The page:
Let's say I have an aquatic humanoid, vaguely like a selkie. As creatures that spend a lot of time in water, it would be great if they can stay under water for "a while".
The human breath-holding record is over 20 minutes, but this a) is exceptional, and b) such feats typically involve a lot of preparation.
What changes / differences from humans are needed to allow these humanoids to routinely hold their breath for, say, 5-15 minutes, and to be able to do so without significant preparation? In particular, what of these changes would be "noticeable", either to a human observing such a creature, or to a human that was somehow magically transformed into such a creature?
- These creatures are mammals. Not birds, reptiles, insects, or plants. Not cyborgs. Not something with exotic anatomy and physiology. Preferably no nano-machines or other technological augmentations are involved. (I'm slightly less adverse to outright magic, but would still strongly prefer to avoid it.)
- They look superficially human except for their noses, which resemble the nose of a seal or sea lion. (A longer "snout" is also okay, though I don't expect it to matter.)
- They should be able to remain underwater for repeated stretches of at least five minutes after not more than thirty seconds of breathing (shorter is better). Ideally, they should also be able to stay under for 2-5 minutes after a single somewhat-deep breath if they've been above water for at least a minute or so beforehand.
- They only need to be able to do this in "warm" (~25°C) water. If it works in colder water too, that's great, but not necessary. If changing this requirement to 30°C helps, that's acceptable.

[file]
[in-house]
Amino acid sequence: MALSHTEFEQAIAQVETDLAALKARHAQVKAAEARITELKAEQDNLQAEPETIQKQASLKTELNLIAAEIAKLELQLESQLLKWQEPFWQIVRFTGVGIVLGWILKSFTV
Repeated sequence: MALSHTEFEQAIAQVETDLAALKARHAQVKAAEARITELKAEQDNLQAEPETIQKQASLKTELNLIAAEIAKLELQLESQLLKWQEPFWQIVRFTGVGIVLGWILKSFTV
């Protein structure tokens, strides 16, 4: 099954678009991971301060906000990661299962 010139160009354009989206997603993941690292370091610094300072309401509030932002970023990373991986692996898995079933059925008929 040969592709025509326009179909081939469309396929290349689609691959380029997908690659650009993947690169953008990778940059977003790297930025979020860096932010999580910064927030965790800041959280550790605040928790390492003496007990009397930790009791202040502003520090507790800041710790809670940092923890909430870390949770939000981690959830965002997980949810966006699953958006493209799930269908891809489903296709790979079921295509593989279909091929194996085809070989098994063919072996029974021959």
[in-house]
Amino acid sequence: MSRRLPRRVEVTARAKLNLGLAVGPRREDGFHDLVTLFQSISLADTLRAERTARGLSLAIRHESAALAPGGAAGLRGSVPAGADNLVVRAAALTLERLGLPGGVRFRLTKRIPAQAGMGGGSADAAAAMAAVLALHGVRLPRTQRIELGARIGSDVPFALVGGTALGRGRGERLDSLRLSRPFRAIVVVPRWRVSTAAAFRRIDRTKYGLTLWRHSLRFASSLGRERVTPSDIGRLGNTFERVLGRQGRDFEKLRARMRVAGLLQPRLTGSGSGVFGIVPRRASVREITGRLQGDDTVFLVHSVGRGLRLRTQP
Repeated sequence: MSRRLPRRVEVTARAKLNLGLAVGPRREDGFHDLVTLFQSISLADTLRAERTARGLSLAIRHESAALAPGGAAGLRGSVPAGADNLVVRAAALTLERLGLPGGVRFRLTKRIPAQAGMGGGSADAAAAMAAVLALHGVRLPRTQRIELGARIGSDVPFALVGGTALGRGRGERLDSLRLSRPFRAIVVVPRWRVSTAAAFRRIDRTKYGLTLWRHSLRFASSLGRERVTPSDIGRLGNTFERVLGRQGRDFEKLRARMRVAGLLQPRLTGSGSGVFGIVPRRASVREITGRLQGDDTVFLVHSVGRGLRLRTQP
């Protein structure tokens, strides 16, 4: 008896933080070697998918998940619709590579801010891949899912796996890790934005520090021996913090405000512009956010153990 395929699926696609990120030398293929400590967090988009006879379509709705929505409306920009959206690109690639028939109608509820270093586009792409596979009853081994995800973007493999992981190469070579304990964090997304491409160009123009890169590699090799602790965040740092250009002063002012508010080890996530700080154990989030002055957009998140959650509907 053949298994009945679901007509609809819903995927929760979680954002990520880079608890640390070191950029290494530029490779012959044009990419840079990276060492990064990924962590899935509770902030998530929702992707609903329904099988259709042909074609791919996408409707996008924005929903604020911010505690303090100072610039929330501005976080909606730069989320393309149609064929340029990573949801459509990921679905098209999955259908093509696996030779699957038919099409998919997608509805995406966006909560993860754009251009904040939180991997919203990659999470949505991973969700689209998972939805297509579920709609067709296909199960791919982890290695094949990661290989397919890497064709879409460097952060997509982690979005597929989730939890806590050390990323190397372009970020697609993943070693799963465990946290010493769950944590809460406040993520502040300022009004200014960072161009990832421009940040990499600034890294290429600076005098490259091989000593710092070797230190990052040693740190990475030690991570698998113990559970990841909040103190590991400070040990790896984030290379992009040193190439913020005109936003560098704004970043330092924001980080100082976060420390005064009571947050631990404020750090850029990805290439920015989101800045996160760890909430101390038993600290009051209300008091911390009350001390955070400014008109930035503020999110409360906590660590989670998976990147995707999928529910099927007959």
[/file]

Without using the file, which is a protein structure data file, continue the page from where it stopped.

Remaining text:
- Along with the last point, while they may have a bit more fat on average than a "healthy" human, it's well within e.g. American averages.
- They don't generally dive very deeply (only ~5m), so if the target "several minutes" is unattainable at greater depths / pressure, that's fine.
- This all needs to happen during moderate physical exertion (swimming, but not strenuously). More extreme conditions (e.g. panic, strenuous exertion) are allowed to significantly reduce the time they can stay under.
- Absent such extreme conditions (or being stupid about trying to push how long they can stay under), this should be about as dangerous for these creatures as similar feats are for dolphins and pinnipeds; i.e. minimally. Doing this day after day should not be significantly hazardous or lead to long-term health problems.
Basically, I'm looking for a humanoid that can dive, swim, and generally loiter underwater (in terms of time, anyway; mobility-wise they'd be essentially human) like a pinniped or a dolphin.
...and no, this question doesn't really help.
Good answers should:
- Give at least an overview of the physiological differences.
- Explore (at least briefly) what such a creature needs to do to prepare for a dive. (The goal is something like "take a few deep breaths".)
- Explore what such a creature would experience during a dive, particularly how (or if) the experience would differ from a human swimming underwater.